Posts Tagged ‘Samba’
Killer gem from Brazil!!
This is a widely unknown, but excellent and charming conglomerate of Hip Hop, electronic music, Funk, Soul and Jazz with the finest Brazilian music traditions like Samba. Eduardo Bidlovski (Bid) is the composer and producer of this 2005 album and he not only has created a bunch of smooth, but never dull songs. Bid also assembled extraordinary guests for “Bambas & Biratas”. Black Rio Soul legend Carlos Daffé opens the record with his warm voice on the catchy tune “não pára”, while Samba Queen Elza Soares later proves she also fits perfectly on relaxed tunes. But this is not a record that tries to gather attentions with Brazilian singer legends, the majority are contemporary artists and Brazil has a rich scene which fuses modern influences with traditional aspects. Rapper Black Alien, whizz kid Chico Science or everybody’s darling Seu Jorge are a few of them and also do participate. All in all 56 musicians were involved in this highly recommend work. Vol. 2 is announced for end of the year.
Belém in the northern amazonas state Pará, Brasil, isn´t only a lovely city, but also has to offer a lively music scene with techno-brega as the most famous outcome. But it would be unfair to restrict Belém and its music only on that sound, especially for the great jazz scene and artists in the “Cidade das Mangueiras”. And it would be unfair to bands like Coletivo Rádio Cipó from the bairro Pedreira, which make a collective interference in the regional culture with the universal language of electronic music. Their music fuses Brazilian regional styles funk de morro, samba, carimbó and batucada with hip hop, dub, breakbeat, jungle, ragga – the result is a maconha driven dubby trip to modern urban sounds and comes with an angry political message, pissed off by the miserable conditions and daily violence in the streets, where a single life not even counts a penny.
Coletivo Rádio Cipó are Carlinhos Vaz (drums and effects), Rato Boy (MC), Rodrigo Jamant (MC and programming), Renato Chalú (guitar), Jared das Arabias (bass) and Luis Bolla (percussion), but as a collective many other artists and just the people from the streets can and did participate. Music made through the partnership with the community, integrating popular, as well as urban and peripheral understandings and influences, a process of growth and expansion of the free digital communication.
The record opens with the hipnotic instrumental “cowboy sem lei”, soon reaches with “foguete” the first but not last climax, gets more relaxed for some tracks and has with the aggressive dancefloor pusher “choque eléctrico piau” an impressive wake up call for the the last third of the record. Where it is getting almost jazzy with the out of space dub “amor brejeiro”, with the wonderful vocals of Dona Onete on the mic. She also participates on the mic the following track, “paixão cabocla”, a half samba-half dub, explores the world of Lee Perry and its adepts. The record closes with the 12 minute long “lourinha americana”, as great as the whole record.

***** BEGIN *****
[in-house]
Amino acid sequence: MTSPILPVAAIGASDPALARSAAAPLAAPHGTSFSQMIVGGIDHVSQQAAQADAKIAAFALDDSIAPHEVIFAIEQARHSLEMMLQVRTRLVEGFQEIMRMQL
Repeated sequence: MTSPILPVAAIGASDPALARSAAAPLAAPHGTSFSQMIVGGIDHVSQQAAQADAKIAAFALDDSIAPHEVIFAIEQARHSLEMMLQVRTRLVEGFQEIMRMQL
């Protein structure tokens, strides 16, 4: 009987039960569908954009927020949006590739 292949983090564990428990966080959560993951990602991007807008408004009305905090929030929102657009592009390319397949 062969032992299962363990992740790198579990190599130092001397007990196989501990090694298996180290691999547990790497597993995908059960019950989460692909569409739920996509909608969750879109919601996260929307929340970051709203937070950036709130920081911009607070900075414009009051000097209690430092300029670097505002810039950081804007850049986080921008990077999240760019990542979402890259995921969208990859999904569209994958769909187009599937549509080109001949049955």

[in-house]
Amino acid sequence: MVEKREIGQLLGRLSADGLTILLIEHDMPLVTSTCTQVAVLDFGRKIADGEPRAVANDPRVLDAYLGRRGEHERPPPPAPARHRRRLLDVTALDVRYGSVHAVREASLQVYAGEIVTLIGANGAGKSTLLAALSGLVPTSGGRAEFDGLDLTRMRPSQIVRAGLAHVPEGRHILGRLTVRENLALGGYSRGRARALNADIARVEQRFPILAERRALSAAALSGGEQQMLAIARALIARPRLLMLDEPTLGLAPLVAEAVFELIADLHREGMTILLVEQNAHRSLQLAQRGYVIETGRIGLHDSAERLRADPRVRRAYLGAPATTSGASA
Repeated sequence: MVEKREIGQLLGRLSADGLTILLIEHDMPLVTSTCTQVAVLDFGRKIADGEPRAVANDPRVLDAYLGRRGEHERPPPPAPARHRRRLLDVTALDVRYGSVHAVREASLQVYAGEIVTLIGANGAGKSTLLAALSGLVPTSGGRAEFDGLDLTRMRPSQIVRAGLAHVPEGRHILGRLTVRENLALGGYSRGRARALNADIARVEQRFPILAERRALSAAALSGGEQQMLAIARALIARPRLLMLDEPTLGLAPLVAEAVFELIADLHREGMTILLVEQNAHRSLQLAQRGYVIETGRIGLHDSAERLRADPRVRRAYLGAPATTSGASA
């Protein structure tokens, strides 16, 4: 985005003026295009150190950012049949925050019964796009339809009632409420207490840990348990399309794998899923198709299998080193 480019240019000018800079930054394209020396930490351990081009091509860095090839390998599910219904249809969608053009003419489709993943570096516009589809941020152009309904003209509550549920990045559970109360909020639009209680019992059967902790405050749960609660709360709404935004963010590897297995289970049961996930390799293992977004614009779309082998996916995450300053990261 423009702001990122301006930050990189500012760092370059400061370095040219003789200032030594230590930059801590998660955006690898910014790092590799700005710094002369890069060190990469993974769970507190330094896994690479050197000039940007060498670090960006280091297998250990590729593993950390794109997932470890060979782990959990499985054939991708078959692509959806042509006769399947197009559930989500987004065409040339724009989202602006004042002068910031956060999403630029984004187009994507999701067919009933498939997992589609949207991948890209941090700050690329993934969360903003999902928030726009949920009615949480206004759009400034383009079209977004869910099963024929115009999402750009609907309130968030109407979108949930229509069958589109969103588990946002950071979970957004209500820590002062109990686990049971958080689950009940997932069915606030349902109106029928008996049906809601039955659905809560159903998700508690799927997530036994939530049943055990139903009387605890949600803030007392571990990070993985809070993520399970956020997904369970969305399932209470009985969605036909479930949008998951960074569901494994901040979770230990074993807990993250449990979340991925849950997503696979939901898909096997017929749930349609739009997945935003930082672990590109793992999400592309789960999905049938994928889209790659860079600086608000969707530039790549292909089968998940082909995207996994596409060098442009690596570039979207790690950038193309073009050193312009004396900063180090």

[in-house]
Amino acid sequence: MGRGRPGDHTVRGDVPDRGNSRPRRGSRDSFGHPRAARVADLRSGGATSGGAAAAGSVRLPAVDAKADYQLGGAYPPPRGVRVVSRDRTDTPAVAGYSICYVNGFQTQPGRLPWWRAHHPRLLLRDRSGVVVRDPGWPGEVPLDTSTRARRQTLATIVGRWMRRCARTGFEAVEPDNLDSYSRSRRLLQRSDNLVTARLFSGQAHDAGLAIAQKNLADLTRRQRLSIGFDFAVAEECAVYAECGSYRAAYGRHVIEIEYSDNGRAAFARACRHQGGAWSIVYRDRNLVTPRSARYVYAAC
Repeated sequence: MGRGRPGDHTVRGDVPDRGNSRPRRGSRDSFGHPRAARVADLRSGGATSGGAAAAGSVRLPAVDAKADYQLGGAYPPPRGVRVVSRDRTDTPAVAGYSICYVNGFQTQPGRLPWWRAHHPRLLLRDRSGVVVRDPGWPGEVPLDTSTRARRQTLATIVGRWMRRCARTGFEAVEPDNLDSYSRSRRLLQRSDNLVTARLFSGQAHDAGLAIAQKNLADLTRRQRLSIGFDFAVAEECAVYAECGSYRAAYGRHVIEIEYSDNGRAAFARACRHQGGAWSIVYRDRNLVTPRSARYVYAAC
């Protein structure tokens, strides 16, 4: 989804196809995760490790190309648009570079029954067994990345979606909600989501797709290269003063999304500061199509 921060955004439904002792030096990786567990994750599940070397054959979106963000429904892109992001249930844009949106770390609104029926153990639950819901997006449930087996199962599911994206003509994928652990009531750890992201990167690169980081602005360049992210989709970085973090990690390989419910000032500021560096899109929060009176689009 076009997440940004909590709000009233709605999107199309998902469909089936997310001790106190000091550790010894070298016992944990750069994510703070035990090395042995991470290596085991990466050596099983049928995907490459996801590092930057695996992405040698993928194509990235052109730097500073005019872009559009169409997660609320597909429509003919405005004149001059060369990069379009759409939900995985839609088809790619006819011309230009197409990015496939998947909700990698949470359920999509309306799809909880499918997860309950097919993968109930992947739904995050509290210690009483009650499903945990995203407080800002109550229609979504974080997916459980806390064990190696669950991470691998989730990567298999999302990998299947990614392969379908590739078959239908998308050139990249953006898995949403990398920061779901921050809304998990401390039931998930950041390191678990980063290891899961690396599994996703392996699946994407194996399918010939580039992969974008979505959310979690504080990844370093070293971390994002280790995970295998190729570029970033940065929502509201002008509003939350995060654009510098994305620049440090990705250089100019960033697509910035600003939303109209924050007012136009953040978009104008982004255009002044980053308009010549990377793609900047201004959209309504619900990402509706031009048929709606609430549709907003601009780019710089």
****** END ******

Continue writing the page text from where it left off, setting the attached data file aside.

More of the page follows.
Much more varied than all that baile funk stuff and also comes like a rararattattattatt-machine-gun-fire.
PS: M.L. – Música Livre (Copyleft/Creative Commons)!!!
I´m back and in the meanwhile urbanology reached the 100.000th visitor, hurray!
“Tranquilo” is Marcelinho da Lua´s, producer, DJ and singer from Brasil (or the moon?) first record and is anything, but not calm as the title suggests. I don´t want to spend to many words on this record (in fact I´m just to lazy to read all the informations about him, which are only in portuguese), just let you know the record includes a cover version of “Cotidiano” by Chico Buarque, woah. And Marcelinho da Lua is brewing a killer mix of electronic styles on his debut and beside the cover version of that classic brasilian song Seu Jorge and Gilberto Gil are participating. Woah for the third time today, an awesome ecclectic record and I guess you will say whoaah too, after listened to this record.
Almost everything that Marcos Valle has written or recorded is wonderful, but this is the real deal for brasil groove fans. On this 1973 release Marcos Valle is moving away from the familiar bossa sounds of the 60s towards a radical new interpretation of his brasilian sound. Valle was discovered just after high school when the bossa nova sound was at the height of it’s popularity, he was a fixture on the scene, with many Brazilian artists eager to record his songs. On “previsão do tempo” every bit is as warmly watery as the image of Marcos in a swimming pool on the cover. This warm and energetic mix of tunes fared well with the help of his backing band, who would later become Azymuth, the album was nothing short of innovative and Valle incorporates the textures and moods of European soundtracks and French pop. It has got plenty of nice layers of fender rhodes and moog synthetisers and all songs are killers. This is one of the best brasil records which are beyond bossa nova and samba, groovy as hell. It’s no wonder that the album was one of Valle’s last great recordings – because it’s hard to top “previsão do tempo“.
If you´re into brasilian (soul) music you will love this record, but I can present you almost no information about the artist. It was rereleased on CD a few years ago, is hard to get on vinyl and you have to pay a lot of money for it, but never got much attention like other brasilian artists. This record is a true inspiration: soulfull vocals, funky grooves, Tropicalismo and Latin influences in general resulted 1974 in a record (as far as I know the only Di Melo release), that seems to be premature for the date of the release. It is time to rediscover this jewel and if you have some more informations about Di Melo, please leave a comment.
It is hard not to fall in love with this record, Samba Soul.